Stu's Zephyr 750 C1 Restomisation Project

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Re: Stu's Zephyr 750 C1 Restomisation Project

Postby David Richard » 07 Dec 2019, 19:55

hi stuwart ,no thats fine i went to 17 t its much better ,with the clutch i have yet to do mine i was looking on the kzr forum and a fella ground off the rivits on the gear side replaced the rubbers then used 4 g glamps and then welded the plate back on using the rivits to weld to ,his was on a z 650 do you think that would work a zephyr ,david
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Re: Stu's Zephyr 750 C1 Restomisation Project

Postby Stu » 07 Dec 2019, 20:48

I've also seen that. I'd be worried you wouldn't get any pre-tension on the fixings, which means they may be more susceptible to fatigue.

When I did mine, a friend drilled it apart, tapped the rivet holes and countersunk the back plate. I screwed in some countersink high tensile screws with plenty of torque and Loctite, then peened the edges as well if I remember rightly, so it shouldn't have moved. I'll not take any chances, though, it's not a massive job to whip the whole thing out and check. Something's rattling in there that shouldn't be, for sure.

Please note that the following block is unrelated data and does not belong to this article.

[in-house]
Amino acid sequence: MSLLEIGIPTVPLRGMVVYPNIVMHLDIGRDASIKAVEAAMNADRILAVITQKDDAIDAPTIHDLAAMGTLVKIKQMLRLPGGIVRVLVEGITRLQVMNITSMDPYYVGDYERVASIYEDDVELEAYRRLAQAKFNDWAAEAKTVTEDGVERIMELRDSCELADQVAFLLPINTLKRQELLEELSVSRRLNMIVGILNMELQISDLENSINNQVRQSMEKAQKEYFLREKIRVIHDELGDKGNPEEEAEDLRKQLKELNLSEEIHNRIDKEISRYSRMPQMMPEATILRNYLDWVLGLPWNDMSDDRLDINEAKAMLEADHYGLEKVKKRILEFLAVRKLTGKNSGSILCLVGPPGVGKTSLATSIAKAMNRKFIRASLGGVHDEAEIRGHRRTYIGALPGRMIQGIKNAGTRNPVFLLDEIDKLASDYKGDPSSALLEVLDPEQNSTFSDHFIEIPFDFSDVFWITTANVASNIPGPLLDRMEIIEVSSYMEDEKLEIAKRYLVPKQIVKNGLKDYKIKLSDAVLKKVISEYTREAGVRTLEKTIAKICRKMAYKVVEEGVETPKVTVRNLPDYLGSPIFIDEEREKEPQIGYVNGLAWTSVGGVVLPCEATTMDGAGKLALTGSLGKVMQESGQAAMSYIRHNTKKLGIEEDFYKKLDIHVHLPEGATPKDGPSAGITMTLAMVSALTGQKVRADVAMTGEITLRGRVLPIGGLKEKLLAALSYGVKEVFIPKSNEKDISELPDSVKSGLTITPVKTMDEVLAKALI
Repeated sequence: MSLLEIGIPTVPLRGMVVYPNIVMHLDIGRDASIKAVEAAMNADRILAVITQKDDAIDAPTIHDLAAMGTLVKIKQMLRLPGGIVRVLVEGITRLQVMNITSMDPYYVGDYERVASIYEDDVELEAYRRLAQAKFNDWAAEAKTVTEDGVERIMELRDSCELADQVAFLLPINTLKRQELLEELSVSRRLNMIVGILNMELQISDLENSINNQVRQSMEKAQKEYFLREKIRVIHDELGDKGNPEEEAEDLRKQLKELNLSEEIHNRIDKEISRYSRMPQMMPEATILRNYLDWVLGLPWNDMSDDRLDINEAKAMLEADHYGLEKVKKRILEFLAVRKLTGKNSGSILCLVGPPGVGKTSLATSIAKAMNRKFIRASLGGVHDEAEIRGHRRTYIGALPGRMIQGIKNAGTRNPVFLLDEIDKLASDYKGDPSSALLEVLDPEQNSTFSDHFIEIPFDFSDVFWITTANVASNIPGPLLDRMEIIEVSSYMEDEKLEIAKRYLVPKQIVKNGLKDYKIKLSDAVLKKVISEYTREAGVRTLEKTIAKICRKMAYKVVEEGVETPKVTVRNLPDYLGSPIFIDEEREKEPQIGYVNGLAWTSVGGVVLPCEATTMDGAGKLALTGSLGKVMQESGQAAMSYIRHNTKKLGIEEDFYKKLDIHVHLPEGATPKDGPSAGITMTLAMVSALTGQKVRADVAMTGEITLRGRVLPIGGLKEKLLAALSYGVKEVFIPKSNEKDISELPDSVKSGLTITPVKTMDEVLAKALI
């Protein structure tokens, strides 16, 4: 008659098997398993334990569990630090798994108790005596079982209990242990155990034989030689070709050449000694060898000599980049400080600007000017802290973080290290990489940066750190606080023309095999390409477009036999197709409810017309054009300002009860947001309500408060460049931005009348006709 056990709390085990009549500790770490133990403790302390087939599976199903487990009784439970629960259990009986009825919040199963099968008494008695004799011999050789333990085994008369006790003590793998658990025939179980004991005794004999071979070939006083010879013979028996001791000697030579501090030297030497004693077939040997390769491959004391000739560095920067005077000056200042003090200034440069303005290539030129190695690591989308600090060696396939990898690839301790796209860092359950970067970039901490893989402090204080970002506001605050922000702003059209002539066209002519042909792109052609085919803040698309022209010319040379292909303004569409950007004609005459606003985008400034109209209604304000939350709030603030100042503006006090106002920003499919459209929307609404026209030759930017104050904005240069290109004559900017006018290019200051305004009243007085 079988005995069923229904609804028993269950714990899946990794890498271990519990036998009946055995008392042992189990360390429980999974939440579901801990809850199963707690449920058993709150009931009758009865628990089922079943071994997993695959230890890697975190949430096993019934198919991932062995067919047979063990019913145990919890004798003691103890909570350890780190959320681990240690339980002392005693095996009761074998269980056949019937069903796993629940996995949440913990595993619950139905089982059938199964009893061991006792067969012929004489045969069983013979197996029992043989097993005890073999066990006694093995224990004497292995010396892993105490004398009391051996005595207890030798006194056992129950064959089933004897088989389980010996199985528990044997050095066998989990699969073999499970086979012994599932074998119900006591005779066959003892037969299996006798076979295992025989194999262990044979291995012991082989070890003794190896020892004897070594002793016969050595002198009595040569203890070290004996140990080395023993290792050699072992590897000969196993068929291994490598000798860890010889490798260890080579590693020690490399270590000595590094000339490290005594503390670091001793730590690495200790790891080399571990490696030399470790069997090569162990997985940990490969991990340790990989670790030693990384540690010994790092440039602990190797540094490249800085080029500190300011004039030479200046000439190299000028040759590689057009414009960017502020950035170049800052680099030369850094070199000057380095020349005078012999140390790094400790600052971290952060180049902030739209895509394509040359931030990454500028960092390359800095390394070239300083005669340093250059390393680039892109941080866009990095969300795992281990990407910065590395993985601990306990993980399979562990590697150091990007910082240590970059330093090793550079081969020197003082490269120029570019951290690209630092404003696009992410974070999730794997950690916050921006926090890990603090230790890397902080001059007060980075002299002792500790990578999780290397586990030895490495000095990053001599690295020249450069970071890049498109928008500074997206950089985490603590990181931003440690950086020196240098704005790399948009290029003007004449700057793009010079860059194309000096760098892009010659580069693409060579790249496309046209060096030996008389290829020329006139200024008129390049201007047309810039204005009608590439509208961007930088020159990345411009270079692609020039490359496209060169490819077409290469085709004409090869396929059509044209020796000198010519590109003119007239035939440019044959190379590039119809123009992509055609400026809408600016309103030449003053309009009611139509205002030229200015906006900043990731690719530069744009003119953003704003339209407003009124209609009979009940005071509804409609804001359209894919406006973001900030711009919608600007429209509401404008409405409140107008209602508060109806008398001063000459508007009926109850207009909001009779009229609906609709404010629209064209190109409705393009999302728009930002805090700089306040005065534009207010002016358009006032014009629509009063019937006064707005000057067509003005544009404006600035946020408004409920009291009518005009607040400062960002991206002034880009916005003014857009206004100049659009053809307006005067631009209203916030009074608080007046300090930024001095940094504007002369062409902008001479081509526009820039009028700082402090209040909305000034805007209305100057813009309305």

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Re: Stu's Zephyr 750 C1 Restomisation Project

Postby Stu » 29 Jul 2020, 10:36

Oh dear, haven't posted since Christmas!

The Zephyr project has been sitting in the back of the garage first through the cold, wet winter and spring, and then the Covid lock down. On the odd occasion I've ridden this year it's been on the big 1200GS, which seems heavier, more enormous and more superfluous every time I push it out of the garage. It's currently advertised on FB, and will hopefully be gone soon.

Given that the Z is "finished", and the GS is going, I treated myself to a birthday present and lockdown project back in April... a 1976 Guzzi 850-T3. It's coming on well, more of a patina rebuild than the complete strip I did on the Z.